Active Learning Strategies for Online College Classrooms

Active Learning Strategies for Online College Classrooms

Marina Kamenetskiy (American College of Education, USA)
DOI: 10.4018/978-1-7998-4036-7.ch001
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Abstract

The term active learning is also known as “learning by doing”; it is where students are presented with a variety of learning activities that encourages thinking and reflection. Educational leaders recognize the value of promoting active learning in the educational setting and encourage their faculty to apply active learning techniques in their online classrooms to increase learner interest and motivation. This chapter identifies various active learning strategies that can be applied to any discipline in any online course, as well as presents different examples of active learning activities. Active learning strategies can include group work, simulations (role play), and games, in order to build learners' critical thinking, problem-solving, and collaboration skills.
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Background

How do humans learn? Is it by doing or by observing? Is there a difference between how adults and children learn? According to Knowles’ (2017) Andragogy Theory, adults learn differently as they tend to be more self-directed and intrinsically motivated. Previous studies mainly concentrate on pedagogy, or the way children are taught, but there is a difference in how adults learn compared to how children learn. Knowles (2017) believed that there are five assumptions about adult learners to include the ability to direct their own learning, draw from past experiences, be ready to learn or be more serious about education, look for practical approaches to learning, and be driven by internal motives. Based on these assumptions one of the principles that educators should consider is teaching content that focuses on issues related to the “real world,” which includes problem-solving instead of memorization of information.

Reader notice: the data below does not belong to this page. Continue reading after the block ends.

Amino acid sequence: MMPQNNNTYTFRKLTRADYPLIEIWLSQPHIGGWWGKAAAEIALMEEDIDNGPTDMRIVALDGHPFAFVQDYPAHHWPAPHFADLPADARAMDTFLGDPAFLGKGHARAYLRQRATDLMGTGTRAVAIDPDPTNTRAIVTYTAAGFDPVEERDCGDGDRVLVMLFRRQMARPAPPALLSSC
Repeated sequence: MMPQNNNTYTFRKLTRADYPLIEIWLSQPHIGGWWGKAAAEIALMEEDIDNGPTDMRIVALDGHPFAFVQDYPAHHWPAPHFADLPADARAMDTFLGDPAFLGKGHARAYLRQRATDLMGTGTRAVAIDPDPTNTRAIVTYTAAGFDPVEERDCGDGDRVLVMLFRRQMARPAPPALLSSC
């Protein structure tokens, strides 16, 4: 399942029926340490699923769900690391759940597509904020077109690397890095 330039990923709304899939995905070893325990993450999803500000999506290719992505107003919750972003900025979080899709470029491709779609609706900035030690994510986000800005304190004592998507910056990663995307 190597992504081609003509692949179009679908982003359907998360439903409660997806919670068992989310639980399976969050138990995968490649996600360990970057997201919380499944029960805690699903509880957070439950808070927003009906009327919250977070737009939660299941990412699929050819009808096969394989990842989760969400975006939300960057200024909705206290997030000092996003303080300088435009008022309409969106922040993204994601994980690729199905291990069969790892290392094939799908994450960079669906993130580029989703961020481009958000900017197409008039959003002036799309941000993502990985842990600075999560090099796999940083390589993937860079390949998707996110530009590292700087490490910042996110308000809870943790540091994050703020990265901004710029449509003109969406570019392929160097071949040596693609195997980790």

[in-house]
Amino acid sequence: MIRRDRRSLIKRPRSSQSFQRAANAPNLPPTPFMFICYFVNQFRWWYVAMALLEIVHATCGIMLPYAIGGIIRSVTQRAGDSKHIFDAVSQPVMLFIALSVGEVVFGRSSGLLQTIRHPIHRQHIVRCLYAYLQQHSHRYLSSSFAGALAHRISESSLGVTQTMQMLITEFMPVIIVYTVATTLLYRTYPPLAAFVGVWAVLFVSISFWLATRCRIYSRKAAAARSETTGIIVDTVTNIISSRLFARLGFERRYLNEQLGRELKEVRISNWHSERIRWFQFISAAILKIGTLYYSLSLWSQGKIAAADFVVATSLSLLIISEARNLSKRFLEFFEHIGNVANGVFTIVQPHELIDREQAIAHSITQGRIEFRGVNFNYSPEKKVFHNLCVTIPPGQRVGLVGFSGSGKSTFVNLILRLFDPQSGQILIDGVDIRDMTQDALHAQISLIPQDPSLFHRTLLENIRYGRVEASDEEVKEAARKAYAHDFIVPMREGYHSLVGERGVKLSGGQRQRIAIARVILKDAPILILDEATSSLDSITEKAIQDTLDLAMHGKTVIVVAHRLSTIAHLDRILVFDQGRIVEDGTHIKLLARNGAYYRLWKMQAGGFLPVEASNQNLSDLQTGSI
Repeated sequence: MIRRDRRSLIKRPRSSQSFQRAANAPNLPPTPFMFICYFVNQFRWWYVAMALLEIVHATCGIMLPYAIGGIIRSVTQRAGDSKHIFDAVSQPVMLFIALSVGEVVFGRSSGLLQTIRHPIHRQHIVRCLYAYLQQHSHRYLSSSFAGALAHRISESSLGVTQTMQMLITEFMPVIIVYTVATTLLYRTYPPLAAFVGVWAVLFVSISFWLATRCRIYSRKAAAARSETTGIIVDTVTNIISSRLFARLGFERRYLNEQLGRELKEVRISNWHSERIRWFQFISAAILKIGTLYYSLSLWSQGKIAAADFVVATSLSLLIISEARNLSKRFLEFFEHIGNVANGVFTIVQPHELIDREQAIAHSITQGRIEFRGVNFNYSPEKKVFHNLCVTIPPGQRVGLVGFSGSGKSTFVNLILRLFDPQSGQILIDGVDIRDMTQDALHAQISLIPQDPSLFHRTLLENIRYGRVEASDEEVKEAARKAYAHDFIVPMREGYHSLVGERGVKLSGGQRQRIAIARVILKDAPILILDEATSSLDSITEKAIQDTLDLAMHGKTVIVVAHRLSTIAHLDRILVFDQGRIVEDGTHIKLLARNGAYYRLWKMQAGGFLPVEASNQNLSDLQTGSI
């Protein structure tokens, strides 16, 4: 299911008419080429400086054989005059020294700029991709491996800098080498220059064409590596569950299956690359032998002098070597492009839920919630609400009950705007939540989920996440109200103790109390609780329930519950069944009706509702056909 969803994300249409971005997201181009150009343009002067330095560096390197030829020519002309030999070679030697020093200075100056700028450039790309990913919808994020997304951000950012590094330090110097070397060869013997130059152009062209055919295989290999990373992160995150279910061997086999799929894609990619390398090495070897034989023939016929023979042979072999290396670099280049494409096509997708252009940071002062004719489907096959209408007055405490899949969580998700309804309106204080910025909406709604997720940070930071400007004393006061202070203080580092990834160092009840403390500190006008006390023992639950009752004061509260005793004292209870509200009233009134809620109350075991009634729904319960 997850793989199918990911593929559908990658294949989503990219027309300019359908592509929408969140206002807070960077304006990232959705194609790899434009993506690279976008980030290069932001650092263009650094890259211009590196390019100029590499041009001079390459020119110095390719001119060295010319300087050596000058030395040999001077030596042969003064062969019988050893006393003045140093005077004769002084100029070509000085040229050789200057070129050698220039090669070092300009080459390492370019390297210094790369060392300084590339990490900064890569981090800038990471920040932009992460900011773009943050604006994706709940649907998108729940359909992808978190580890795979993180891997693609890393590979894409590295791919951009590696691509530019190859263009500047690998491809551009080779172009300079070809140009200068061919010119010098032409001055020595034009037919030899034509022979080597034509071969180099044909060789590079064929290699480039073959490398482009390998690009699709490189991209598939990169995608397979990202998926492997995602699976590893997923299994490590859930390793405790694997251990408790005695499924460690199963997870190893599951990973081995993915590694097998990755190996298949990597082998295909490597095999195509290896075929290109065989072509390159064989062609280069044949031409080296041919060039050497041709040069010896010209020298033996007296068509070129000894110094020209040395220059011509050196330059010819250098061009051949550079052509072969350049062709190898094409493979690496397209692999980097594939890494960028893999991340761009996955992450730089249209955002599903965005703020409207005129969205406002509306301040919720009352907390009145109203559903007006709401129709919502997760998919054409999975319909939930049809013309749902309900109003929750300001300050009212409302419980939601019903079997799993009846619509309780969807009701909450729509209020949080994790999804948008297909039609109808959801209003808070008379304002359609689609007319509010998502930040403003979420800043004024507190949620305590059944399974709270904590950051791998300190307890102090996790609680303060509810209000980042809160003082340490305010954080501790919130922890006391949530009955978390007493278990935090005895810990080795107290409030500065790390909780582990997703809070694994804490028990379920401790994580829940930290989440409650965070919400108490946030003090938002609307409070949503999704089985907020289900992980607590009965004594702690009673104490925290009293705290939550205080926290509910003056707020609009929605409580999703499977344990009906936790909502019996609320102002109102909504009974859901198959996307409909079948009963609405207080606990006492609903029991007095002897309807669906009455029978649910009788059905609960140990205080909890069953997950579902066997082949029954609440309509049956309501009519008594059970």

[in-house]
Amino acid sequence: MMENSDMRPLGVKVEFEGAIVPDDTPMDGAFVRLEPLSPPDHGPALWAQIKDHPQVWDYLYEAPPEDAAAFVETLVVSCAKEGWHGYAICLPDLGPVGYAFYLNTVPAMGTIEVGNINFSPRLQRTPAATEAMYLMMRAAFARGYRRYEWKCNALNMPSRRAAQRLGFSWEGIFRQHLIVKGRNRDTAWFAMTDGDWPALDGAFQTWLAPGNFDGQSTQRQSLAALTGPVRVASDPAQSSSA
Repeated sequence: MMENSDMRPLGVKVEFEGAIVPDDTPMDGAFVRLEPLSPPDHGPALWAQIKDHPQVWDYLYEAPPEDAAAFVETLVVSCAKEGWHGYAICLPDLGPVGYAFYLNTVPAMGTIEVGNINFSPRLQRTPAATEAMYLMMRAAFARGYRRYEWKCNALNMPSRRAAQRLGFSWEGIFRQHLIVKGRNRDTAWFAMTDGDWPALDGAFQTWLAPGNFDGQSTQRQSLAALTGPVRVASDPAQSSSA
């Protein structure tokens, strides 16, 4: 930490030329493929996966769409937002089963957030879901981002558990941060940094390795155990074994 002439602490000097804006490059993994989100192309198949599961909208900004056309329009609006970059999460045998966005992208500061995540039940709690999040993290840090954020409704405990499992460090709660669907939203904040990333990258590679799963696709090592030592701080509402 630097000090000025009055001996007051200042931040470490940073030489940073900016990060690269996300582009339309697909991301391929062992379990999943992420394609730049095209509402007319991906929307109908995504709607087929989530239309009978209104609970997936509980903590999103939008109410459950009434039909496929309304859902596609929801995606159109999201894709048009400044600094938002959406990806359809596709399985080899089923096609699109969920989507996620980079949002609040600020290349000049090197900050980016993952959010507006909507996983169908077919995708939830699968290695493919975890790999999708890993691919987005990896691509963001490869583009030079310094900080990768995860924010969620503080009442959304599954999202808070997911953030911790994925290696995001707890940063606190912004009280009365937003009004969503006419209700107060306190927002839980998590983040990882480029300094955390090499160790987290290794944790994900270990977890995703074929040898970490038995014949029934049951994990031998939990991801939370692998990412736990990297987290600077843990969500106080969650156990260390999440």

Key Terms in this Chapter

Andragogy: A teaching methodology for adult learners.

Bloom’s Taxonomy: Is a hierarchical model developed by Benjamin Bloom that consisting of six levels of cognitive complexity.

Asynchronous Learning: Is where course content is delivered online and students can participate in the course anytime and from any place.

Team-Based Learning: A collaborative learning strategy for group learning that promotes collaboration and critical thinking.

Case-Based Learning: A type of learning strategy that engages students by introducing real-world examples and scenarios.

Synchronous Learning: Is where course content is delivered in real-time and students participate from anywhere.

Simulation: An activity used to help people discover new ways to improve a process or test out scenarios based on a real-world setting.

Constructivist Learning Theory: A theory that explains how people construct knowledge and learn.

Learning Management System (LMS): A software application used to deliver and manage online courses and training.

Discovery-Based Learning: A technique that allows people to learn by doing by drawing on their own past experiences.

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